Walking from Fischmarkt square you get to Domplatz (Cathedral Square). It’s a huge square overlooked by the colossal Erfurt Cathedral (dating from the 14th century). You have to walk up a large set of stairs to get to the Cathedral. The whole structure is supported by a massive fortress-like substructure known as the Kavaten (built in the late 13th century). Right next to the Cathedral is St. Severus church (12th century). The whole Cathedral/church structure is very impressive.

Erfurt Cathedral and St. Severus church. Why Erfurt might be Germany’s most underrated tourist destination

interior of Erfurt Cathedral

exterior of Erfurt Cathedral

Below: buildings around the large Domplatz

buildings around the Domplatz. Why Erfurt might be Germany’s most underrated tourist destination

Domplatz buildings in Erfurt, Germany

buildings around the Domplatz in Erfurt, Germany

 

Petersberg Citadel

Behind the Cathedral and St. Severus church rises a hill. Up top is Petersberg Citadel. While we were there the whole thing was under restoration. But ordinarily the Citadel is one of Erfurt’s highlights. You can take a tour through a maze of underground tunnels and see St. Peter’s Church. There are also some scenic viewpoints around the walls. But as I say, while we were there the whole place was a construction site.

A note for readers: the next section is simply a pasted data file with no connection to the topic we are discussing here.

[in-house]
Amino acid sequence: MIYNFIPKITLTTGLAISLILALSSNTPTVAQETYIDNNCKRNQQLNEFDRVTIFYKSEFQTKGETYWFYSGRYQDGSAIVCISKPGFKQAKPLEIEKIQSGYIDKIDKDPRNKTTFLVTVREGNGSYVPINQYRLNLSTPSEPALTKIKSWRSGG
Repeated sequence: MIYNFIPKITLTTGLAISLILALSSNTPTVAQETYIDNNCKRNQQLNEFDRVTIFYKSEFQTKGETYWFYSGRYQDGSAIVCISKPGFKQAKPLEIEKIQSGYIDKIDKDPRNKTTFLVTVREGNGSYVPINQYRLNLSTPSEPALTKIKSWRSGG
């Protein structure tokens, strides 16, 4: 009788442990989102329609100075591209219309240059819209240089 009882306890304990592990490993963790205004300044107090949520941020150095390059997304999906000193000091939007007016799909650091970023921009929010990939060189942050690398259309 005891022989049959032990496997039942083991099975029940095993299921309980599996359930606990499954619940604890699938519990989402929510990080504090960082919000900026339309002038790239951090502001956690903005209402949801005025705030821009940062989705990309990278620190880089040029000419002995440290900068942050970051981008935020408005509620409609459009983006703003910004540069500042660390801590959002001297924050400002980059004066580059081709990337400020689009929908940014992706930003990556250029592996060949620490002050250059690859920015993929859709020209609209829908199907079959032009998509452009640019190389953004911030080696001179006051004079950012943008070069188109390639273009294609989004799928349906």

views from Petersberg Citadel in Erfurt Germany

Petersberg Citadel. Why Erfurt might be Germany’s most underrated tourist destination

Petersberg Citadel. Why Erfurt might be Germany’s most underrated tourist destination

Why Erfurt might be Germany’s most underrated tourist destination

 

Some other highlights